Subsection (5) [MCL 205.27a(5)] applies to all assessments issued to responsible persons for the following taxes administered under the Revenue Act.  [MCL 205.27a(14)]

(i) Taxes levied under the general sales tax act, 1933 PA 167, MCL 205.51 to 205.78.

(ii) Taxes levied under the use tax act, 1937 PA 94, MCL 205.91 to 205.111, that are required to be collected or were collected from or on behalf of a third person for remittance to the state.

(iii) Taxes levied under the tobacco products tax act, 1993 PA 327, MCL 205.421 to 205.436.

(iv) Taxes levied under the motor fuel tax act, 2000 PA 403, MCL 207.1001 to 207.1170.

(v) Taxes levied under the motor carrier fuel tax act, 1980 PA 119, MCL 207.211 to 207.234.

(vi) Withholding and remittance of income taxes levied under the income tax act of 1967, 1967 PA 281, MCL 206.1 to 206.713.

(vii) Any other tax administered under this act that a person is required to collect from or on behalf of a third person, to truthfully account for and to pay over to this state.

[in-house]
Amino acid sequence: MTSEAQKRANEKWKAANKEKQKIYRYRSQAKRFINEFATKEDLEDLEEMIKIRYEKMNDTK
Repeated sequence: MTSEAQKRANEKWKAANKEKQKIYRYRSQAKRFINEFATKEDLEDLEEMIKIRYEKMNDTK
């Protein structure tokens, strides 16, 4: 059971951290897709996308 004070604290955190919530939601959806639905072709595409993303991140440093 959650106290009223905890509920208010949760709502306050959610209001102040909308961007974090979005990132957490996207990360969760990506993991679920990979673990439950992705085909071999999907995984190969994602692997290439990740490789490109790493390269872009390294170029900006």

(6) Notwithstanding any other provision of this act, upon request of a responsible person who was issued an intent to assess by the department under section 21 for liability under subsection (5), the department shall disclose any documents considered in the department’s audit or investigation in determining that the person is a responsible person and is personally liable for the assessment and any other documents that the tribunal or court determines are necessary for a fair adjudication of a person’s liability under subsection (5).  [MCL 205.27a(6)]

Definitions Applicable to Responsible Person Provisions  [MCL 205.27a(15)]

(a) “Business” means a corporation, limited liability company, limited liability partnership, partnership, or limited partnership.